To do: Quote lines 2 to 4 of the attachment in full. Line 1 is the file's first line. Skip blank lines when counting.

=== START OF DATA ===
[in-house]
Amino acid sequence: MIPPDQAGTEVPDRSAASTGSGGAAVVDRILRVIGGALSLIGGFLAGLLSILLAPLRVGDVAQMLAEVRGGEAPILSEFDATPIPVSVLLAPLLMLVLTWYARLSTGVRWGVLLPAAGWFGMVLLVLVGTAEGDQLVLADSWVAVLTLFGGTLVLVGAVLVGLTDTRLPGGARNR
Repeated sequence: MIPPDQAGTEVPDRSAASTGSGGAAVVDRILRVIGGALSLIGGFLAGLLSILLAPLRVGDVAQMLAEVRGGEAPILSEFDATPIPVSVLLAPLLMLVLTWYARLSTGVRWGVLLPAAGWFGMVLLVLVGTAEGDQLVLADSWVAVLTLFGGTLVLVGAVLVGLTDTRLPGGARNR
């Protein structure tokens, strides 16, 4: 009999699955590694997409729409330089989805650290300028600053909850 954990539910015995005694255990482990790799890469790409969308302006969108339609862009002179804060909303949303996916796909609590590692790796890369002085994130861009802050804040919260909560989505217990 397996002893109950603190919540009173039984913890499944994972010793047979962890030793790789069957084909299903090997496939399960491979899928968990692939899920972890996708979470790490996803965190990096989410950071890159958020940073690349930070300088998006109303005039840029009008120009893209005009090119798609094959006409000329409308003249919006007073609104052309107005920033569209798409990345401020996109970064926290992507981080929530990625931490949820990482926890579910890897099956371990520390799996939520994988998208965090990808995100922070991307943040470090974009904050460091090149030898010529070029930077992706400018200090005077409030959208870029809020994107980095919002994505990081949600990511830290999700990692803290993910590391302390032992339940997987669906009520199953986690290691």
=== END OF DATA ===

Amino acid sequence: MIPPDQAGTEVPDRSAASTGSGGAAVVDRILRVIGGALSLIGGFLAGLLSILLAPLRVGDVAQMLAEVRGGEAPILSEFDATPIPVSVLLAPLLMLVLTWYARLSTGVRWGVLLPAAGWFGMVLLVLVGTAEGDQLVLADSWVAVLTLFGGTLVLVGAVLVGLTDTRLPGGARNR
Repeated sequence: MIPPDQAGTEVPDRSAASTGSGGAAVVDRILRVIGGALSLIGGFLAGLLSILLAPLRVGDVAQMLAEVRGGEAPILSEFDATPIPVSVLLAPLLMLVLTWYARLSTGVRWGVLLPAAGWFGMVLLVLVGTAEGDQLVLADSWVAVLTLFGGTLVLVGAVLVGLTDTRLPGGARNR
């Protein structure tokens, strides 16, 4: 009999699955590694997409729409330089989805650290300028600053909850 954990539910015995005694255990482990790799890469790409969308302006969108339609862009002179804060909303949303996916796909609590590692790796890369002085994130861009802050804040919260909560989505217990 397996002893109950603190919540009173039984913890499944994972010793047979962890030793790789069957084909299903090997496939399960491979899928968990692939899920972890996708979470790490996803965190990096989410950071890159958020940073690349930070300088998006109303005039840029009008120009893209005009090119798609094959006409000329409308003249919006007073609104052309107005920033569209798409990345401020996109970064926290992507981080929530990625931490949820990482926890579910890897099956371990520390799996939520994988998208965090990808995100922070991307943040470090974009904050460091090149030898010529070029930077992706400018200090005077409030959208870029809020994107980095919002994505990081949600990511830290999700990692803290993910590391302390032992339940997987669906009520199953986690290691």